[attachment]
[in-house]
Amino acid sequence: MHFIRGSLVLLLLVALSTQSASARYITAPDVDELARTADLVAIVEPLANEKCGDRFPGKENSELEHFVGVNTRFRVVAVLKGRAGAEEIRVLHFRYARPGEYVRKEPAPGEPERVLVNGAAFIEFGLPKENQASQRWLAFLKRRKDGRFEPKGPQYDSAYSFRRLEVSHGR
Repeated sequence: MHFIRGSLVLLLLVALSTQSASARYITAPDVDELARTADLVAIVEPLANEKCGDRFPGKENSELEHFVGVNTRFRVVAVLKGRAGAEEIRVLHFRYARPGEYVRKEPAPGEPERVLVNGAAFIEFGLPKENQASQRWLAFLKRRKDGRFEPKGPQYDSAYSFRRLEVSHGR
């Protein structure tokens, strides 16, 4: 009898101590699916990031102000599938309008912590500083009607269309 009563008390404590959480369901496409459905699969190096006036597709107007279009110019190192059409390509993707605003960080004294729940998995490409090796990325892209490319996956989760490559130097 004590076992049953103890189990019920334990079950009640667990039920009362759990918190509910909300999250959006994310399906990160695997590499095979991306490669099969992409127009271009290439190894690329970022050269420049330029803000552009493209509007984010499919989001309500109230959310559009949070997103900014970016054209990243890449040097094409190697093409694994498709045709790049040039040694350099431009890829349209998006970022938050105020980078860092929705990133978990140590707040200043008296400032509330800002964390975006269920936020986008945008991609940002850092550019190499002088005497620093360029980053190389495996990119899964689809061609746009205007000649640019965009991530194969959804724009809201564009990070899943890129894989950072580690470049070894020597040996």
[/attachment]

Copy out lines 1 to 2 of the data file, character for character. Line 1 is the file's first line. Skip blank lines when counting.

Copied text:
[in-house]
Amino acid sequence: MHFIRGSLVLLLLVALSTQSASARYITAPDVDELARTADLVAIVEPLANEKCGDRFPGKENSELEHFVGVNTRFRVVAVLKGRAGAEEIRVLHFRYARPGEYVRKEPAPGEPERVLVNGAAFIEFGLPKENQASQRWLAFLKRRKDGRFEPKGPQYDSAYSFRRLEVSHGR